Compare this with a synthetic dataset for autonomous driving called ProcSy. It features pixel-perfect segmentation (with synthetic data, there is no difference, you can ask for segmentation as easily as for bounding boxes) and depth maps for urban scenes with traffic constructed with the CityEngine by Esri and then rendered with Unreal Engine 4. It looks something like this (with segmentation, depth, and occlusion maps):
In the paper, Khan et al. concentrate on comparing the performance of different segmentation models under inclement weather conditions and other factors that may complicate the problem. For this purpose, they only needed a small data sample of 11000 frames, and that’s what you can download from the website above (the compressed archives already take up to 30Gb, by the way). They report that this dataset was randomly sampled from 1.35 million available road scenes. But the most important part is that the dataset was generated procedurally, so in fact it is a potentially infinite stream of data where you can vary the maps, types of traffic, weather conditions, and more.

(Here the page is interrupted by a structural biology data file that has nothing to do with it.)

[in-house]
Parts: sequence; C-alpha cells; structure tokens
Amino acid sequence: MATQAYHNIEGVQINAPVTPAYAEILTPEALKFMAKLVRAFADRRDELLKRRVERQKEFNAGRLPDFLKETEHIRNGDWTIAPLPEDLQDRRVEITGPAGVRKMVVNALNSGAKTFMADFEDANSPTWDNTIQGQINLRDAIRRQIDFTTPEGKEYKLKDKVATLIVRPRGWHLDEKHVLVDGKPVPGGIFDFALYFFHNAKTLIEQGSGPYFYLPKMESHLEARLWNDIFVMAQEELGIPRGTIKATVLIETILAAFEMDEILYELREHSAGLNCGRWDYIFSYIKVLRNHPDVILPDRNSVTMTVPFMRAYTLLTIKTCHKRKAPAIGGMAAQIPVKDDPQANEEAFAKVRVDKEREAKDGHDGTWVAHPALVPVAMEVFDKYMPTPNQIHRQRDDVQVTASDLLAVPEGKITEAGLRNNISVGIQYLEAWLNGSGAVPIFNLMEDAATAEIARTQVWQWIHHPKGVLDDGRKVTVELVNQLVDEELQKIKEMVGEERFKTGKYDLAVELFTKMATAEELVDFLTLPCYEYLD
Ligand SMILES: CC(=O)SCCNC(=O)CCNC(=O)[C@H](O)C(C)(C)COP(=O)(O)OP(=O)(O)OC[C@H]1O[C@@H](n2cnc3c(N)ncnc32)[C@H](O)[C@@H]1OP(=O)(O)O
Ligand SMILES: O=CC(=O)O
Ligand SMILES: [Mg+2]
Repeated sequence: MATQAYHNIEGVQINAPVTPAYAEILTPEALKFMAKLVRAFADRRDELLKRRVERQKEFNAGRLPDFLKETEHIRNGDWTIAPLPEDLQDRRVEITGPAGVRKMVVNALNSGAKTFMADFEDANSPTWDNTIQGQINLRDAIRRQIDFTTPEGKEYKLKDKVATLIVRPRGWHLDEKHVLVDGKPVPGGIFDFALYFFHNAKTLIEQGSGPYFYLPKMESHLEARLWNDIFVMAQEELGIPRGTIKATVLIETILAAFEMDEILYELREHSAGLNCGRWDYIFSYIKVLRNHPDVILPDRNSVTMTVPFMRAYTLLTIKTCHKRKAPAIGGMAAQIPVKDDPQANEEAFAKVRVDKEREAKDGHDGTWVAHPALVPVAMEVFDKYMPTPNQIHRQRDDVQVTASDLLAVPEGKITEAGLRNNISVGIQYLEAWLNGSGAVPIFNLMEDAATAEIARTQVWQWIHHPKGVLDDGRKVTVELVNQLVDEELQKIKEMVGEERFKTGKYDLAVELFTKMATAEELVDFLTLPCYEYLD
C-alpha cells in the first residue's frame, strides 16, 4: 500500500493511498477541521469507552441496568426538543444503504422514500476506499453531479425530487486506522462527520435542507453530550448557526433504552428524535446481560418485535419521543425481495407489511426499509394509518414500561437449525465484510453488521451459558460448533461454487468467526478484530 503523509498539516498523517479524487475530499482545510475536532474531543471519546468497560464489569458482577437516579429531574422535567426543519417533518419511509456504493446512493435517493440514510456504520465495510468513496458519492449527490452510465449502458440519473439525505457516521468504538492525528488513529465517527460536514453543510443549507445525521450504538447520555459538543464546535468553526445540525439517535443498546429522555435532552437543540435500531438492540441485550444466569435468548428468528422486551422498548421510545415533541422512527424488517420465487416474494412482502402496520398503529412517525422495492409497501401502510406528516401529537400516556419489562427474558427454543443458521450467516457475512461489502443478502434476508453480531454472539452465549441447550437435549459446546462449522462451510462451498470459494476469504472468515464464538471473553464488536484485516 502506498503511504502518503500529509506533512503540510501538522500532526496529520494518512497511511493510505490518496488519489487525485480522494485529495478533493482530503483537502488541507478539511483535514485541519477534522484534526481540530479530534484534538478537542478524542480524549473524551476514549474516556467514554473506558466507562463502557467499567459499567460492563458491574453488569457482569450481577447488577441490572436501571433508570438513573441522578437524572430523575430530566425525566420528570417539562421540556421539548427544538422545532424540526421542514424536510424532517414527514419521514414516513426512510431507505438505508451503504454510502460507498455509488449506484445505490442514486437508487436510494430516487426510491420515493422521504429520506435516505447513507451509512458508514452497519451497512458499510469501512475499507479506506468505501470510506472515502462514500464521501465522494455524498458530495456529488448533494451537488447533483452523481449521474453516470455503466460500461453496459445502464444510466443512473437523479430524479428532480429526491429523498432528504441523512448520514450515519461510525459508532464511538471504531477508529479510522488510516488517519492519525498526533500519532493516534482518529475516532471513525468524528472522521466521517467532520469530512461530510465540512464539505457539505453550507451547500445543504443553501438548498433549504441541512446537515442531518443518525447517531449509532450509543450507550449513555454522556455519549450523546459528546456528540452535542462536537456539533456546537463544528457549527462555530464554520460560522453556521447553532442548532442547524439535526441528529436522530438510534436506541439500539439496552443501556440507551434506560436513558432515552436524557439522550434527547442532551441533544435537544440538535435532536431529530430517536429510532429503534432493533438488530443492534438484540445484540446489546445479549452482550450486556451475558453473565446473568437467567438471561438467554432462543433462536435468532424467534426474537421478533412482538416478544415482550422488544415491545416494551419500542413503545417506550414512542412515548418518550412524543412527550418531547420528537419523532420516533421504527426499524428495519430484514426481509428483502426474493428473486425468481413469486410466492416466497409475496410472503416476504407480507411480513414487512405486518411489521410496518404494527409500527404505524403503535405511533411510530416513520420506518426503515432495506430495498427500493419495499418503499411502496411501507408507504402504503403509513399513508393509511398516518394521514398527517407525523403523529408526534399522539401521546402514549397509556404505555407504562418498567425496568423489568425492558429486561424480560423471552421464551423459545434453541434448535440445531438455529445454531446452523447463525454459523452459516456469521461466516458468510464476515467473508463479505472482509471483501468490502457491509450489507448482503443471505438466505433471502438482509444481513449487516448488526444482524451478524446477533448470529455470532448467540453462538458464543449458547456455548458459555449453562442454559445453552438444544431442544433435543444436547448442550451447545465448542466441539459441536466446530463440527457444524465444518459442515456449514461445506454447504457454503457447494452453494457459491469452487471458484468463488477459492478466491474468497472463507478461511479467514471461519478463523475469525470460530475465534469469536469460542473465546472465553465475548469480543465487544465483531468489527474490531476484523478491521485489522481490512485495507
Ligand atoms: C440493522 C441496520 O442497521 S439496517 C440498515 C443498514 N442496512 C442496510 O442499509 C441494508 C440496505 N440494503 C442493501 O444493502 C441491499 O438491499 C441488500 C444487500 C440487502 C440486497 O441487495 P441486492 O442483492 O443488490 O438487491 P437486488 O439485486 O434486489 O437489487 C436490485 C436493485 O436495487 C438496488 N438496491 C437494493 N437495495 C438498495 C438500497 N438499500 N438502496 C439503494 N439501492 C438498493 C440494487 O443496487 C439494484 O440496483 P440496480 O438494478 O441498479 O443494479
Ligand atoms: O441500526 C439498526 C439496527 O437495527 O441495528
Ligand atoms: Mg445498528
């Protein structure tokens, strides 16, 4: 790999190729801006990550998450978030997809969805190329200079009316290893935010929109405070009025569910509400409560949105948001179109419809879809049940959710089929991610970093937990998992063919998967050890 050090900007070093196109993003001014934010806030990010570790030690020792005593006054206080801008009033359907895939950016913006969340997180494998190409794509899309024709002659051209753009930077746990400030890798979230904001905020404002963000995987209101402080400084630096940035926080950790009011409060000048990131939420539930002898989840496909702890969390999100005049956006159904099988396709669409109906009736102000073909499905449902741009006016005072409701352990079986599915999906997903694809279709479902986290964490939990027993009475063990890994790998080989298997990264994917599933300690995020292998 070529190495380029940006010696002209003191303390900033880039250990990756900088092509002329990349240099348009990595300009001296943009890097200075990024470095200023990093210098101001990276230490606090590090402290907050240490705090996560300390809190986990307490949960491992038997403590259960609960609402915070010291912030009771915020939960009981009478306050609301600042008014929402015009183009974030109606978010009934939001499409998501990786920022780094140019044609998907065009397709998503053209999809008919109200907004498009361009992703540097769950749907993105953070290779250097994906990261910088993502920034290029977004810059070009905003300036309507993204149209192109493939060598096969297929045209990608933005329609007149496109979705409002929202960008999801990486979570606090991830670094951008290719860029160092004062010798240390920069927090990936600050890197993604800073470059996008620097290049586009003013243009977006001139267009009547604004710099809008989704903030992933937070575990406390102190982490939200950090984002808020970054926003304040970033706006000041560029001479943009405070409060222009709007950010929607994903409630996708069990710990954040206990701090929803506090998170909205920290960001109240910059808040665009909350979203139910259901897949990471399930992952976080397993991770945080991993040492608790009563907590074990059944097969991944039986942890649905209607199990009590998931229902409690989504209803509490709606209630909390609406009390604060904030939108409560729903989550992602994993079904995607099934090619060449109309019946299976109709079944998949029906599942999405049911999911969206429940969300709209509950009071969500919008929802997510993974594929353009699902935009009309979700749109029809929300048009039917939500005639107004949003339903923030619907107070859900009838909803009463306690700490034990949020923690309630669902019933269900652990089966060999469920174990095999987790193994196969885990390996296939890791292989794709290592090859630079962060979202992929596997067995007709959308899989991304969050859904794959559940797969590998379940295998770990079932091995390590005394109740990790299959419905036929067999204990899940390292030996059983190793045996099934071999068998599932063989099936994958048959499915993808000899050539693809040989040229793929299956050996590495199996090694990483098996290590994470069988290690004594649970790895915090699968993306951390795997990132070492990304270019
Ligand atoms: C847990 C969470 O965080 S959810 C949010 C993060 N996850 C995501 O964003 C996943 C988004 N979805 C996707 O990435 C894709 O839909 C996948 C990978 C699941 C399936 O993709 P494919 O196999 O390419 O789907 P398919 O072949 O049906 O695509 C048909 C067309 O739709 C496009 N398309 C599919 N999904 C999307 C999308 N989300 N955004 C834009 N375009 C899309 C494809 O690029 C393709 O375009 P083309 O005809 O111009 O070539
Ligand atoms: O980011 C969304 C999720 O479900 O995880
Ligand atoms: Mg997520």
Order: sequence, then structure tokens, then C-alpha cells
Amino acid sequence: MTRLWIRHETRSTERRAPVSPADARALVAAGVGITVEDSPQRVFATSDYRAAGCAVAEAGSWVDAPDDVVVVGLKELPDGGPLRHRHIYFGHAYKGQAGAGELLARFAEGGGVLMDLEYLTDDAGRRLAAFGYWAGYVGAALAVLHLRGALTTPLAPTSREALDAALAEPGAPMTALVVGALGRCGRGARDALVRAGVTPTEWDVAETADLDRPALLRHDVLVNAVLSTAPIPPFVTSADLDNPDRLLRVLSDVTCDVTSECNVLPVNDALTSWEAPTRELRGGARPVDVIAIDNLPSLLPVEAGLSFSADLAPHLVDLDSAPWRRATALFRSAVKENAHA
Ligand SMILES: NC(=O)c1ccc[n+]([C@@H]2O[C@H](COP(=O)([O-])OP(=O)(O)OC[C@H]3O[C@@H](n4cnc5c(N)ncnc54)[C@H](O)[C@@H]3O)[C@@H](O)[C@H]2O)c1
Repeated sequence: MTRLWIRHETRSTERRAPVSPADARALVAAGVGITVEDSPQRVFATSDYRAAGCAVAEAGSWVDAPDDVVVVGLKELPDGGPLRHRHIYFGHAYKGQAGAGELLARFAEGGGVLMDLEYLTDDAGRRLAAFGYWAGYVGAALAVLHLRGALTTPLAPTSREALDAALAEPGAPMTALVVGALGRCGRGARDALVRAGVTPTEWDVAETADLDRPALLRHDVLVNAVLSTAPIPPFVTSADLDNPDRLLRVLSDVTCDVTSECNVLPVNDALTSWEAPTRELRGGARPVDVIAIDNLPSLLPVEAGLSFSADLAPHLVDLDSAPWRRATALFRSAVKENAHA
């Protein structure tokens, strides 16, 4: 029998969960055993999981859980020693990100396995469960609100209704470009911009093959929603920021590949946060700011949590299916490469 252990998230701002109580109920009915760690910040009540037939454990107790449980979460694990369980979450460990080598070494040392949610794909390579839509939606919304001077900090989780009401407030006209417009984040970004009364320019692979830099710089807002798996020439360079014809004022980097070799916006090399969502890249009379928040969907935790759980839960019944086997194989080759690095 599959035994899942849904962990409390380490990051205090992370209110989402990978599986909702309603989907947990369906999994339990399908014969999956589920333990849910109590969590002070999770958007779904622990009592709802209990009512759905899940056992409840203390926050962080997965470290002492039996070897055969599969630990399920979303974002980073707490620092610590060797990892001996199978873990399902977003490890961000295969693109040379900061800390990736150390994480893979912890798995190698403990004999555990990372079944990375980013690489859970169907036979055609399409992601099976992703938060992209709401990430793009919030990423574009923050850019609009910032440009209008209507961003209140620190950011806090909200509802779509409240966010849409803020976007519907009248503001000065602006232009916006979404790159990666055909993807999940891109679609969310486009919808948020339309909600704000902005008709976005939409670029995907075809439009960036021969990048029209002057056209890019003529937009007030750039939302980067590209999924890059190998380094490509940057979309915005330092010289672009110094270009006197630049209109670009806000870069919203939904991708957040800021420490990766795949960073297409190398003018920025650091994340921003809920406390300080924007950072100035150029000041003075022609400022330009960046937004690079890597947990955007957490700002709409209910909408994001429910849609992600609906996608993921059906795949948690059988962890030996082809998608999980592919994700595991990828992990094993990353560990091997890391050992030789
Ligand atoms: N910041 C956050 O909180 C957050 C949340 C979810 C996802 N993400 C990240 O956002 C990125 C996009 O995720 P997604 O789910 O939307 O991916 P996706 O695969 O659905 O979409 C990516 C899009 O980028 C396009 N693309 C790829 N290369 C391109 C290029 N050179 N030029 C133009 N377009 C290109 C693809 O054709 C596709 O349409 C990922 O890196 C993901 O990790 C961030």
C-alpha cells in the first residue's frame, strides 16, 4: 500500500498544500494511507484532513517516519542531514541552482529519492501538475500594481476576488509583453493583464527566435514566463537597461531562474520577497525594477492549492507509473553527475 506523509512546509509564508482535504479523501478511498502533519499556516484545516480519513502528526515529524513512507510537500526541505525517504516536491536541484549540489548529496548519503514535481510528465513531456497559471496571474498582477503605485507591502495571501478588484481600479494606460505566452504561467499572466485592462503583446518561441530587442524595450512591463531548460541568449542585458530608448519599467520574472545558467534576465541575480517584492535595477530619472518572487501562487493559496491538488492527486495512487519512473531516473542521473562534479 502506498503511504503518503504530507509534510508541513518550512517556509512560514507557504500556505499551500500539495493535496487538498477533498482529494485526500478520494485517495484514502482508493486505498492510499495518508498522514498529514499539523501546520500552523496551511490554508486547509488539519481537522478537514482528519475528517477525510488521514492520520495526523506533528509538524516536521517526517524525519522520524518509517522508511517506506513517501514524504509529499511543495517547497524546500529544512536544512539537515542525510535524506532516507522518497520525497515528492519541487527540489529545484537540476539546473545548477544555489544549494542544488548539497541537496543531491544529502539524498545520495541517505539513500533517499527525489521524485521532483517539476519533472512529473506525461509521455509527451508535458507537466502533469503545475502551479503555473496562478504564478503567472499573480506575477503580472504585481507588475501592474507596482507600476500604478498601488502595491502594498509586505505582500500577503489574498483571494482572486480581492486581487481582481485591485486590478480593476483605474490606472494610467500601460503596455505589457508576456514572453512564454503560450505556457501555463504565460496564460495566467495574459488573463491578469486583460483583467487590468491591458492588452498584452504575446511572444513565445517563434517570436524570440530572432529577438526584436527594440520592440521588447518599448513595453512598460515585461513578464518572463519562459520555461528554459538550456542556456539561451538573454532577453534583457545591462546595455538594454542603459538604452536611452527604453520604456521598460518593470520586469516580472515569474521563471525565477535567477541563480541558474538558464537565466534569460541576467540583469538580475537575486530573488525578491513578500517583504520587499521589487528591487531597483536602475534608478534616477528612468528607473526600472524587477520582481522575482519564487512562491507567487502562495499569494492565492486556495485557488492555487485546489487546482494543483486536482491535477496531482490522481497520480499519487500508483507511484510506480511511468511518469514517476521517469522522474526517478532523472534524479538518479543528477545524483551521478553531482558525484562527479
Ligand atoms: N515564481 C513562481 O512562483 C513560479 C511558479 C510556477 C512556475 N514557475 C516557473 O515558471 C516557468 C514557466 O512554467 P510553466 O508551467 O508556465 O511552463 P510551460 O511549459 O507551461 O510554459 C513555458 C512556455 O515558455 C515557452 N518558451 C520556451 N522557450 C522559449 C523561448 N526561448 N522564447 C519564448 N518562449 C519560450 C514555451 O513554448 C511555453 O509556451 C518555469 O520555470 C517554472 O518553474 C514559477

This is the main draw of synthetic data: once you have made a single upfront investment into creating (or, better to say, finding and adapting) 3D models of your objects of interest, you are all set to have as much data as you can handle. And if you make an additional investment, you can even move on to full-scale interactive 3D worlds, but this is, again, a story for another day.
Today, we have discussed the basics of object detection. We have seen what kind of object detection datasets exist and how synthetic data can help with problems where humans have a really hard time labeling millions of images. Note that we haven’t said a single word about how to do object detection: we will come to this in later installments, and in the next one will review several interesting synthetic object detection datasets. Stay tuned!
Head of AI, Synthesis AI